Tuesday, August 14, 2012

The Tipping Point: Women in the Olympics

The 2012 London Games have been a huge turning point for Women.  Women in the media.  Women in the workplace.  Women in sports.  Women in general.

The US women won 58 medals.  FIFTY-EIGHT.  We didn't top the medal count for women in the world.  But we. won. 58 medals.

More than the men in our country.

But that isn't the point.

The medals aren't the point.

The topping of the men isn't the point.

The point is that the women of this Olympics have changed the face of women's sports and women in the media forever.

Never before have women represented our country so faithfully, so beautifully, and with so much gusto and sportsmanship.

It was with great pride that I viewed every women's event.

I swelled with joy as our women's beach volleyball team overcame Brazil, whose team was trash-talking and even arguing with one another during the game.  Our women were losing, but they fought together and with unity and they were rewarded with victory.

All of the U.S. women displayed positive responses to winning and to losing.

The announcers couldn't be silent.  Near the end of the games all of them were raving about women in sports.  Women being just as exciting if not more exciting to watch than men.  This commercial from Nike sums it up for me:

I cried watching it.

These Olympics prove we've come a long way when it comes to equality and women's sports.

And in that, I am proud to be an American.

And yet...there's a tarnish on that gold: our reaction to Gabby Douglas.  The young woman who made history when she took gold in the all-around.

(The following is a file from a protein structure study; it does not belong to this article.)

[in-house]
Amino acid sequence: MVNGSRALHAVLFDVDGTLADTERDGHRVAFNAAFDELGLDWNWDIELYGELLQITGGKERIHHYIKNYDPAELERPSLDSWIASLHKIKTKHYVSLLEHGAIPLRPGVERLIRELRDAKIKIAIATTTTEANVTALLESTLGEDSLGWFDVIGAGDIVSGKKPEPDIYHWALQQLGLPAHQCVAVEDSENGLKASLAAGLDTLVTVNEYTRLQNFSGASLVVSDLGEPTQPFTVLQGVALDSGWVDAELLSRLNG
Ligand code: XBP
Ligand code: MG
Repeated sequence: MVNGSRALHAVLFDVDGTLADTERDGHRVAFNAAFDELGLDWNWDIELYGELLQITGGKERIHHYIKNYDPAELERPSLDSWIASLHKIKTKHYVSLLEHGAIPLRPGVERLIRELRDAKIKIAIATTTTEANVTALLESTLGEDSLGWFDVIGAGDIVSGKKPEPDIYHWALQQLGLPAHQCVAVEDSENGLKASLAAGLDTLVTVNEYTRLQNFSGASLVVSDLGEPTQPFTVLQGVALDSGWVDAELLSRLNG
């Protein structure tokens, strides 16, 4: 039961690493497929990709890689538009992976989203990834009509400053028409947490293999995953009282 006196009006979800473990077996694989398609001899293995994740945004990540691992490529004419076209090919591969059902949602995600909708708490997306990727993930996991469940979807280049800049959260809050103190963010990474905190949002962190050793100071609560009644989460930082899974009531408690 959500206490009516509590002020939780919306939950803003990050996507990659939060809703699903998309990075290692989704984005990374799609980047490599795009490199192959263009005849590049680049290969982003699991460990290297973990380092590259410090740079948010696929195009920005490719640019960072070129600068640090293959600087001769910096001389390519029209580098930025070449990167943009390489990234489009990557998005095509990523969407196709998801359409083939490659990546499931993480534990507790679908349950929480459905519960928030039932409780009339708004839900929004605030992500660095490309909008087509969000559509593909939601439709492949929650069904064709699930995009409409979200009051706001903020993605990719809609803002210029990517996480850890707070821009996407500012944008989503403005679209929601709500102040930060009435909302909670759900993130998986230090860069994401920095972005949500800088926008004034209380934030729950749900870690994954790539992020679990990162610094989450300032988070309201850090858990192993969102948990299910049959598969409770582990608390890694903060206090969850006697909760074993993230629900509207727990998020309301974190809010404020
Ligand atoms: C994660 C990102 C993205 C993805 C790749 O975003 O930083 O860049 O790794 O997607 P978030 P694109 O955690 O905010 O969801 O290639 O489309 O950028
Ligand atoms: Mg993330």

The tweets and FB posts in reaction?  They talked about how she had "bad hair".  I was floored by that.  She wins gold and we're talking about the way her hair looks?  Oy.

The worst thing?

It's us.

It's the women who are tweeting and posting on FB about Gabby's hair.

Forgetting Gabby's spirit.  Forgetting Gabby's skill and precision.  Forgetting how she brought home gold for this country.  Forgetting her beauty, inside and out.

It's an issue.  A serious one.  Because it proves something:  the biggest thing holding back women in this country?  Other women.

We look at a girl like Gabby Douglas and we see someone with whom we must compete, instead of someone we must lift up.  We want to tear her down.  We have a problem with her hair.

Bottom line?  That's jealousy, people.  Pure and simple.

We need to get over it.  We need to get over ourselves.

For the good of women and girls all over the world - let's take some pride in who we are as women.  In the fact that there are strong, amazing, intelligent and talented women all over the world making history.  And let's stand behind them.  Together.

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